Published on September 20th, 2012 | by Ballard Lesemann0
Etienne Charles Adds Calypso Flavor to the JAC’s Latin Night
The musically dexterous Charleston Jazz Orchestra knows how to swing, groove, and experiment with classic Latin rhythms. The 20-piece ensemble has worked Latin jazz and folk styles into their performances during each of the Jazz Artists of Charleston’s concert seasons. Latin flavor is part of their tradition.
This weekend, for their fourth annual Latin Night event at the Charleston Music Hall, CJO conductor and trumpeter Charlton Singleton will welcome acclaimed horn player, arranger, and composer Etienne Charles for a different kind of Latin Night — one that veers into the outer edges of Caribbean music.
“Things will definitely lean closer to the English-speaking side of the Caribbean,” says Charles, a native of Trinidad. “You know, for some reason, when you hear a lot about Latin music, you actually don’t hear about the music of the English Caribbean. It’s mostly bossa novas, sambas … Brazilian, Mexican, and Cuban styles. We’re actually going to do a lot more calypso and reggae and get into the original beats from Trinidad, things that I know instinctively. Some of it is a little bit slower, but it still bounces.”
Set for Sat. Sept. 22, Latin Night marks Charles’ third appearance in Charleston as a especial guest of the JAC. He previously joined musicians from the JAC roster at the Footlight Players Theatre in 2008 and the Charleston Ballet Theatre in 2010.
Charles regards Saturday’s double-concert as something of a homecoming. “Man, it’s always good to play with those guys from the JAC,” he says. “There are great spirits and great musicians. It’s such a great combination. The CJO is a great ensemble, and I’ve written these pieces for the show, but when we play them together, I know they’ll help take the music somewhere else — just from the way we play it. When the human element gets into it, then it really comes to life.”
Charles has enjoyed a busy year with travel and performance so far. Last winter, he recorded pianist Eric Reed on Reed’s new studio album The Baddest Monk (released in May on High Note). Charles and his band opened for Monty Alexander at DC Jazz Festival in June. He worked as the musical director for this year’s edition of Panjazz: Music, the Original Social Media at the Lincoln Center in New York. He also toured the West Coast and performed random shows around the U.S. over the summer.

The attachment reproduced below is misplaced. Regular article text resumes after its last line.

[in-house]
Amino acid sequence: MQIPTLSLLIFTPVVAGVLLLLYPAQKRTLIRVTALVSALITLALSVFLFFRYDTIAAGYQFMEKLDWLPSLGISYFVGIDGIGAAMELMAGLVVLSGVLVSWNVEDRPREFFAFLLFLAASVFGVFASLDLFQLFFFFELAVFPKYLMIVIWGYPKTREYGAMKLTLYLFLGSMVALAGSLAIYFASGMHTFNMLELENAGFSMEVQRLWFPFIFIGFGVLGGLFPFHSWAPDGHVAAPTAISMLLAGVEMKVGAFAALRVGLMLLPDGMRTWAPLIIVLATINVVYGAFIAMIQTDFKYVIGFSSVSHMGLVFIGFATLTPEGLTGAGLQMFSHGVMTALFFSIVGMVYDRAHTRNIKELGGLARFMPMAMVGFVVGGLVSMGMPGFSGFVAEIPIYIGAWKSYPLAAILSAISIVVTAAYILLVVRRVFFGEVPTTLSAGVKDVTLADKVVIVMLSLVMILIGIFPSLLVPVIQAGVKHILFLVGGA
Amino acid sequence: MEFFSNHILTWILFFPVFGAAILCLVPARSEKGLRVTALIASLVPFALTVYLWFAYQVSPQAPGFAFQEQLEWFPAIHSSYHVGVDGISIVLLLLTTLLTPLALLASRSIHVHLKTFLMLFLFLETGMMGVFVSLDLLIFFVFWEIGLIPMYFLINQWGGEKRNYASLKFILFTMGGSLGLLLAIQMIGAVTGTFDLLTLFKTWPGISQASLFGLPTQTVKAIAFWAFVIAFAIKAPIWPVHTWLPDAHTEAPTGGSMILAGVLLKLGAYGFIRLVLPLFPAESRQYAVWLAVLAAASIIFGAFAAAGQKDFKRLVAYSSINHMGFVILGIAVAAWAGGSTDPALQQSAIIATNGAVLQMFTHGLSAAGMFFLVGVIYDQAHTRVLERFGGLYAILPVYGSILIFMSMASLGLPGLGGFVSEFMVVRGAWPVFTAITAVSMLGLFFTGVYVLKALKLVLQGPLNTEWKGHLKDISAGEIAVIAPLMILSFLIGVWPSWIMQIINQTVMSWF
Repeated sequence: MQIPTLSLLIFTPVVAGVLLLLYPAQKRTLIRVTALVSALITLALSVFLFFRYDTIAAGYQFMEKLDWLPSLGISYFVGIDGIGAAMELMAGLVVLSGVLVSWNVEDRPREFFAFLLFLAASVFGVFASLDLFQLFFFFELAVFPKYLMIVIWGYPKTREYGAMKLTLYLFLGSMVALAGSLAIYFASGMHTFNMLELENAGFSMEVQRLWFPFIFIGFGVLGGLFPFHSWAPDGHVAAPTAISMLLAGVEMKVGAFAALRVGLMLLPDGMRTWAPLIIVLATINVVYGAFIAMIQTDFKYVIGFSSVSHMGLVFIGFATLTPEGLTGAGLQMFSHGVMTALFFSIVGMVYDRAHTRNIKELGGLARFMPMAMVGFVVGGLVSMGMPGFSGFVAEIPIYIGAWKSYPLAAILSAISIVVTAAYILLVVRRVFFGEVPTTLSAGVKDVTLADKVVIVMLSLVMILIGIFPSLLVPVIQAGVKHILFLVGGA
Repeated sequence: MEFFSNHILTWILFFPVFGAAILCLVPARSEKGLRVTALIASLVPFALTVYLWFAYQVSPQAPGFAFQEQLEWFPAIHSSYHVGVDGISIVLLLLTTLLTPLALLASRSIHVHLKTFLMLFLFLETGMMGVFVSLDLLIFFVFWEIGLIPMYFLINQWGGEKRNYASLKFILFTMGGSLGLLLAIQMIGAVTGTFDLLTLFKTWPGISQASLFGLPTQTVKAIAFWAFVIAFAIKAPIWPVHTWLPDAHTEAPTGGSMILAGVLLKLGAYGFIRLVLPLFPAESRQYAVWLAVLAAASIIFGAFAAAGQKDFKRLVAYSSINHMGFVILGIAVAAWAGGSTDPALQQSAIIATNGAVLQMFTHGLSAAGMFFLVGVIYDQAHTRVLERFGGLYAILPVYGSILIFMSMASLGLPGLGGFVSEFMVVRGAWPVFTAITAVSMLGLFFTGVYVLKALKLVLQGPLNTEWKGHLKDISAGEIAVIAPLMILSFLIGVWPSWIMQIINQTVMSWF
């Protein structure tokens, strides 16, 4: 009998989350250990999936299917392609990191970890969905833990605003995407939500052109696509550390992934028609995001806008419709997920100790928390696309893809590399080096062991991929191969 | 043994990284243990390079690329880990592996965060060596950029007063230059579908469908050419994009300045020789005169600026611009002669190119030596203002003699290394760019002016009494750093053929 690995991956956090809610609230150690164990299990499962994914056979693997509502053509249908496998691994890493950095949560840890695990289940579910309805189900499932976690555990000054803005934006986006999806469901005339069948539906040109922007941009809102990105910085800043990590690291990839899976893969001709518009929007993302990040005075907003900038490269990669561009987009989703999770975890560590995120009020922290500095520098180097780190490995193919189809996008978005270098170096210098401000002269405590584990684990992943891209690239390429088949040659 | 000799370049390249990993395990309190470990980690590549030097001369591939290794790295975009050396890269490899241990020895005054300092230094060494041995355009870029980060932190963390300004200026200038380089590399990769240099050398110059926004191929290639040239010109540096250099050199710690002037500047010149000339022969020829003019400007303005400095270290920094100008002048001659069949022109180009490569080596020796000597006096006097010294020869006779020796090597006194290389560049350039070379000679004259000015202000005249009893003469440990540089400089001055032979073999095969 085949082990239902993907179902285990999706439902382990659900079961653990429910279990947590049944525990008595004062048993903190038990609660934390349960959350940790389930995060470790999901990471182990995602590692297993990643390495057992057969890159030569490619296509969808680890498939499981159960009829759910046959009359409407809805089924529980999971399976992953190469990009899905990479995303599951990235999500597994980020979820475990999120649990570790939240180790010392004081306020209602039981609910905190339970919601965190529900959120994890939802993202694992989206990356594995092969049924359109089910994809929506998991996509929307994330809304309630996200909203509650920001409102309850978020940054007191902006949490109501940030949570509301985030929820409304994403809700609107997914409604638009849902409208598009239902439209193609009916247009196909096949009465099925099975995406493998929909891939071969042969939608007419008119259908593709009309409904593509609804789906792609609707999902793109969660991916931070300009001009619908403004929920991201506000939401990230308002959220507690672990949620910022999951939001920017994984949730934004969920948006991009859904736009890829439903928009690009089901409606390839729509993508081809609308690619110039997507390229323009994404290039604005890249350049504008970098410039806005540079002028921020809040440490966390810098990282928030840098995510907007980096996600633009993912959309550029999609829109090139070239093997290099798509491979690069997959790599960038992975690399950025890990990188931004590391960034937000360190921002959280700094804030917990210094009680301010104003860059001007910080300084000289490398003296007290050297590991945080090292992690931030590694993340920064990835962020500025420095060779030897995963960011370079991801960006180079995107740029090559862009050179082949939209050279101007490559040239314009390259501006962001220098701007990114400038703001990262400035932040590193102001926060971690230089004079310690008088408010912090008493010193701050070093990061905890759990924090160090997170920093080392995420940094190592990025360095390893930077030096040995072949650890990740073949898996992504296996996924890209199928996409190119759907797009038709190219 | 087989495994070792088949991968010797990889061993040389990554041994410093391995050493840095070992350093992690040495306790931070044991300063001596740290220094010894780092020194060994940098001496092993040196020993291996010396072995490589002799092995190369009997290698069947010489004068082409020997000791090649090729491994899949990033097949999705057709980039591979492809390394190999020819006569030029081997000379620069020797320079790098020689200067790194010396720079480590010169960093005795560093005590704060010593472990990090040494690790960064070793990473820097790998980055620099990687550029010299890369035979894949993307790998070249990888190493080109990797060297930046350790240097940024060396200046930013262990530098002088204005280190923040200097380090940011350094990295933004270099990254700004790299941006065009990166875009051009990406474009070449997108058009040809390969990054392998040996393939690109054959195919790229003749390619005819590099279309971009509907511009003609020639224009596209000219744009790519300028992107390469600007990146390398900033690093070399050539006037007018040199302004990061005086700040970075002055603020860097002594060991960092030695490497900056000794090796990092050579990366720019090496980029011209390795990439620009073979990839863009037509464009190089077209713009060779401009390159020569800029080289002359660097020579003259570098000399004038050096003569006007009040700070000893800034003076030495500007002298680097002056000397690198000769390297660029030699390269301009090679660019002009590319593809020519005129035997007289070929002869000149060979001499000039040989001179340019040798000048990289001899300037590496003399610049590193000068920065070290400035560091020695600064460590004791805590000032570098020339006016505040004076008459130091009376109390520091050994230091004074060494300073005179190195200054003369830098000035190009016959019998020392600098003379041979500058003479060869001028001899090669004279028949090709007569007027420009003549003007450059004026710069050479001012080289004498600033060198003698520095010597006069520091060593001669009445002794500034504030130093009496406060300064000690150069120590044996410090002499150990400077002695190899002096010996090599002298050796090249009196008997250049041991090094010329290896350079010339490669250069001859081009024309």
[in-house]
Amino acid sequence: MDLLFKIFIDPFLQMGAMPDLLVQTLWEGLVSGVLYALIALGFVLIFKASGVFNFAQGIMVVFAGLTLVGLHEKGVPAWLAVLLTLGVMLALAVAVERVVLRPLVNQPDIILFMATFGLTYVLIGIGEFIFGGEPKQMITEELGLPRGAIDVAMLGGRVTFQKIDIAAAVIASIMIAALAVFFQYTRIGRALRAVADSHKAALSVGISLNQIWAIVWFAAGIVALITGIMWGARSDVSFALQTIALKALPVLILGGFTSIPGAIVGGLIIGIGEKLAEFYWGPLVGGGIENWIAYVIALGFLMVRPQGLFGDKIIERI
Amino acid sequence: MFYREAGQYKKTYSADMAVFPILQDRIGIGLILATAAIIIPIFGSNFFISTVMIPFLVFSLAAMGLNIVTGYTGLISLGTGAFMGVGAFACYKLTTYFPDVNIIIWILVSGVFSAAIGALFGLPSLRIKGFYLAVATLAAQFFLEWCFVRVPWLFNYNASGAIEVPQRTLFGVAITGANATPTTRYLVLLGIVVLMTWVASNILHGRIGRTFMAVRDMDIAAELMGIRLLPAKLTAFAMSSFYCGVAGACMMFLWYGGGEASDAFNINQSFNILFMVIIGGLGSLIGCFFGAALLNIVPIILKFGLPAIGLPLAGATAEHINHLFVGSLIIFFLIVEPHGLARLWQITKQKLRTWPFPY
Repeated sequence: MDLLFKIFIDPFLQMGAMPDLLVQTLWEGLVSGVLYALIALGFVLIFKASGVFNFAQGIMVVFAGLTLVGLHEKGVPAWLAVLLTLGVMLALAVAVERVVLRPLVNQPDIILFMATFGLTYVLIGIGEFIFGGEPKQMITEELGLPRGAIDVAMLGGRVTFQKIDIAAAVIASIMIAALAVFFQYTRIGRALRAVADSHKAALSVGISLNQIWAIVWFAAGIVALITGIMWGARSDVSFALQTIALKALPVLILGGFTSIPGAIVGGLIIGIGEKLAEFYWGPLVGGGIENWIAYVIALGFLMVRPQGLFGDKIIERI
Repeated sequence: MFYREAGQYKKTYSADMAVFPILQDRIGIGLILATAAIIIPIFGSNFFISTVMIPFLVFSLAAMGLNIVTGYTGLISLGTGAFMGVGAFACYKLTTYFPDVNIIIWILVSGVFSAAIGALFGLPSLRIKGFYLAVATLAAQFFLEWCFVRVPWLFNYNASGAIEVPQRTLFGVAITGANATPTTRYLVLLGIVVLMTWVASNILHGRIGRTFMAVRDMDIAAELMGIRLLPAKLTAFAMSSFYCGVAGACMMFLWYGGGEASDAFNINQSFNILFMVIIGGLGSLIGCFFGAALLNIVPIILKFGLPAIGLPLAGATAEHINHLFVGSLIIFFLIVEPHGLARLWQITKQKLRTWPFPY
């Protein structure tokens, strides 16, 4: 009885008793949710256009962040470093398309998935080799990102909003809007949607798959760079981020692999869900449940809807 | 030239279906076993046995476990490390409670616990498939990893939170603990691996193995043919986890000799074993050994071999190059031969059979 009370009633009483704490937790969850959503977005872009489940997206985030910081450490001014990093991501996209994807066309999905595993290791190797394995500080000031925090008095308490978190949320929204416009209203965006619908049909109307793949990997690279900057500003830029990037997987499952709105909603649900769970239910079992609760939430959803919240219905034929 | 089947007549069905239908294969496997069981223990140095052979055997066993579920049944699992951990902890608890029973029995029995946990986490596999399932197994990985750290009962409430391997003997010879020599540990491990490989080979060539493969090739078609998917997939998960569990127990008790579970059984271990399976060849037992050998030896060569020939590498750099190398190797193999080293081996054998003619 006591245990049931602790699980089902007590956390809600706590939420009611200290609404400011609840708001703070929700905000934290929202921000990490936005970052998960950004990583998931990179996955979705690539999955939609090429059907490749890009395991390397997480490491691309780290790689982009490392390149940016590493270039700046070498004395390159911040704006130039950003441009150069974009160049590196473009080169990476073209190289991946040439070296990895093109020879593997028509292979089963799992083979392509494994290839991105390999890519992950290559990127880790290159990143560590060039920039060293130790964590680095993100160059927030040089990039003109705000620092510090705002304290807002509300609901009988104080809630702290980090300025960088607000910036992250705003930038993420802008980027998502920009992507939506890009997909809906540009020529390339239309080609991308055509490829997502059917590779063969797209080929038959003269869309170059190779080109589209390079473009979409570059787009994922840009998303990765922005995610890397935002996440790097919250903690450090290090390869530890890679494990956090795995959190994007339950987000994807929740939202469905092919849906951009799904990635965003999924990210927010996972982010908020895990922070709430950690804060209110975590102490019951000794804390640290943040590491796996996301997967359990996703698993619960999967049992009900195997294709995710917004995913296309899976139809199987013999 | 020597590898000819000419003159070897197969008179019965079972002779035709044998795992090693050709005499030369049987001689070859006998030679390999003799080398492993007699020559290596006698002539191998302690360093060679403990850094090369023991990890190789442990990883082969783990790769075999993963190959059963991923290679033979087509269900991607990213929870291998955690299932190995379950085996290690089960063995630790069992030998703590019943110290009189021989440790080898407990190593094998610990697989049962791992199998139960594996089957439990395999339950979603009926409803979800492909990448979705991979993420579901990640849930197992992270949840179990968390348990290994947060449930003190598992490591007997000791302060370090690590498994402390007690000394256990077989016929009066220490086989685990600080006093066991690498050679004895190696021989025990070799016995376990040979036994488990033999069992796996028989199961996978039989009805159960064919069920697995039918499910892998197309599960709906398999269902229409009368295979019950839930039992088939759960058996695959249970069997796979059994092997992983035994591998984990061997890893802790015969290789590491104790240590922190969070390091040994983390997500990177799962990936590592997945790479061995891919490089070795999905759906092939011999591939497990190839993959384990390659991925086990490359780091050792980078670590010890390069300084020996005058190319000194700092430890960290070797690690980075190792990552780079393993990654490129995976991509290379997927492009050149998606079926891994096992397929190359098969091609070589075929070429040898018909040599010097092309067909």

Based in New York, he constantly collaborates with various artists and ensembles at festivals and concerts.
“I enjoy doing the jazz festivals,” Charles says. “It’s a flourish each year, going from New York to the West Coast and back. But I like being based in New York City these days. I’m from Trinidad, and that’s home. That’s my turf. I have so many places that are like home for me these days. Here in New York, I get to be a homebody, doing laundry and errands, but being on the road is like home for me, too.”
Charles delves into his Trinidad/Caribbean roots on his latest studio album Kaiso (the title comes from an African word loosely defined as “proceed”). Kaiso is a dynamic and exotic gumbo of horn-propelled jazz and jazz-tinged calypso and Latin explorations.
“I definitely tried to highlight the beauty of the melodies of calypso,” Charles says of the new album. “There are bits of African and swing and be-bop on Kaiso. There are love songs, dance tunes, songs about carnivale, and songs about life, but I tried to capture the texture and melody of calypso on all of it. I love shining the light on calypso.
Like many American jazz musicians, Charles is constantly fascinated and inspired by the art, language, cuisine, and mannerisms that overlap in vintage coastal cities not far from the Caribbean, from New Orleans to the old colonial communities of the Carolinas.
“There are very many cultural similarities between the port towns of the Western Hemisphere,” Charles says. “I’ve been to Kingston, Havana, Port-au-Prince, New Orleans … there’s something about these big port towns that’s different from other cities. There’s a different color and a different flavor.”
Charles and the Charleston Jazz Orchestra will play two individual 90-minute concerts at the Charleston Music Hall (37 John St.) on Sat. Sept. 22 at 7 p.m. and 10 p.m. Tickets are available for $40 and $30 (adults), $35 and $25 (seniors and students). Visit etiennecharles.com and jazzartistsofcharleston.org for more.
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